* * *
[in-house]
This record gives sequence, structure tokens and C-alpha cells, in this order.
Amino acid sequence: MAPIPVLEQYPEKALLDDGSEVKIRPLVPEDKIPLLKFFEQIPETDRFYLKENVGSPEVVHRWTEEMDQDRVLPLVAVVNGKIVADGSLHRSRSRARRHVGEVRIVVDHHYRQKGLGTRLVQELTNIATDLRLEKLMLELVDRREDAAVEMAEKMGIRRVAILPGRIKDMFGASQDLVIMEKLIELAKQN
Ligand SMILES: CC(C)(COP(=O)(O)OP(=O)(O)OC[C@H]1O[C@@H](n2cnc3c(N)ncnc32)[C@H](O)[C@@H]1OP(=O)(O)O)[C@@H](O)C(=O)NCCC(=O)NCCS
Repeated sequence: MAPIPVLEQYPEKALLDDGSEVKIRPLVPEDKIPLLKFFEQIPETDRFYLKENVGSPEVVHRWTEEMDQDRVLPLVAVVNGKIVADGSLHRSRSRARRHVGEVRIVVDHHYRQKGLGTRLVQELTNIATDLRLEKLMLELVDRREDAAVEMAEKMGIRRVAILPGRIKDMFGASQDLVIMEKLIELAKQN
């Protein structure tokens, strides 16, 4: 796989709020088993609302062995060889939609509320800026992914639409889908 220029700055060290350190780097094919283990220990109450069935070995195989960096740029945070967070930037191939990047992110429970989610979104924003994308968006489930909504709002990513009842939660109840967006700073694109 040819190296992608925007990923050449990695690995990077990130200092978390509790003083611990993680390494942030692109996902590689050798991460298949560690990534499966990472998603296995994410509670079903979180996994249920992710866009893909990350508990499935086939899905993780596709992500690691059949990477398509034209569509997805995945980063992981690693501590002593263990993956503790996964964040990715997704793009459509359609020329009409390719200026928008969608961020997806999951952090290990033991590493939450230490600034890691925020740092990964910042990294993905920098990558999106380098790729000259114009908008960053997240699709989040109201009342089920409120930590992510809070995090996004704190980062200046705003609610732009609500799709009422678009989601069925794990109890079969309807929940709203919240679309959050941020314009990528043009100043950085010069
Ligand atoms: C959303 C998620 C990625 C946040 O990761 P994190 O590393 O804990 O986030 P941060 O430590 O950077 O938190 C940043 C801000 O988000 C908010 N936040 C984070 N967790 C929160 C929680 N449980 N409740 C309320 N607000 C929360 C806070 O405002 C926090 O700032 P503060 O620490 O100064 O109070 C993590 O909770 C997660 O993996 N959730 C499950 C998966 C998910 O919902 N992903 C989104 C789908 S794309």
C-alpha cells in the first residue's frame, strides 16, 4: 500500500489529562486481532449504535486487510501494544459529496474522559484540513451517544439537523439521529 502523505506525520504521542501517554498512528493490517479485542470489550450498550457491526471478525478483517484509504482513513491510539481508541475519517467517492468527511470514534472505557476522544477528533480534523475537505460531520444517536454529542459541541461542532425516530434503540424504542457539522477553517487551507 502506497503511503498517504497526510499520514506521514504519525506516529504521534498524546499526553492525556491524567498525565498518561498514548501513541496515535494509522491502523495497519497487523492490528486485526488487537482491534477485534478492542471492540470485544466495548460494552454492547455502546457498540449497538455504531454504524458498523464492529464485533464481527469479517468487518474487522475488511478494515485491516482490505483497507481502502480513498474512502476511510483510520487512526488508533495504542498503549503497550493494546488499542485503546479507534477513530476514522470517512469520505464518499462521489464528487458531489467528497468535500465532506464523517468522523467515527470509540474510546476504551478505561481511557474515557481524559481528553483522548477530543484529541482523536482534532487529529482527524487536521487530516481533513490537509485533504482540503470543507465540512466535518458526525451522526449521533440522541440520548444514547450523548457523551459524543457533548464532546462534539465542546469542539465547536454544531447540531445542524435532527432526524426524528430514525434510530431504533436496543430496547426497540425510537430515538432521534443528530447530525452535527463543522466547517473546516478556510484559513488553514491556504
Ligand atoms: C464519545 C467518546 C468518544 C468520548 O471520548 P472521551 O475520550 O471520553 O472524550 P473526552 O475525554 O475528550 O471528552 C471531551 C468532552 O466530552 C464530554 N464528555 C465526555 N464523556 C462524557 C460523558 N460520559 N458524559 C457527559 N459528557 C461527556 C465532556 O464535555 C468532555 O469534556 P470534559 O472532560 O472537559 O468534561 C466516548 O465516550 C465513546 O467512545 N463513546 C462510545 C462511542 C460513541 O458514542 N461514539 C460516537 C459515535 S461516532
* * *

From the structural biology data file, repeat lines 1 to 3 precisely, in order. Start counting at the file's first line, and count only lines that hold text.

[in-house]
This record gives sequence, structure tokens and C-alpha cells, in this order.
Amino acid sequence: MAPIPVLEQYPEKALLDDGSEVKIRPLVPEDKIPLLKFFEQIPETDRFYLKENVGSPEVVHRWTEEMDQDRVLPLVAVVNGKIVADGSLHRSRSRARRHVGEVRIVVDHHYRQKGLGTRLVQELTNIATDLRLEKLMLELVDRREDAAVEMAEKMGIRRVAILPGRIKDMFGASQDLVIMEKLIELAKQN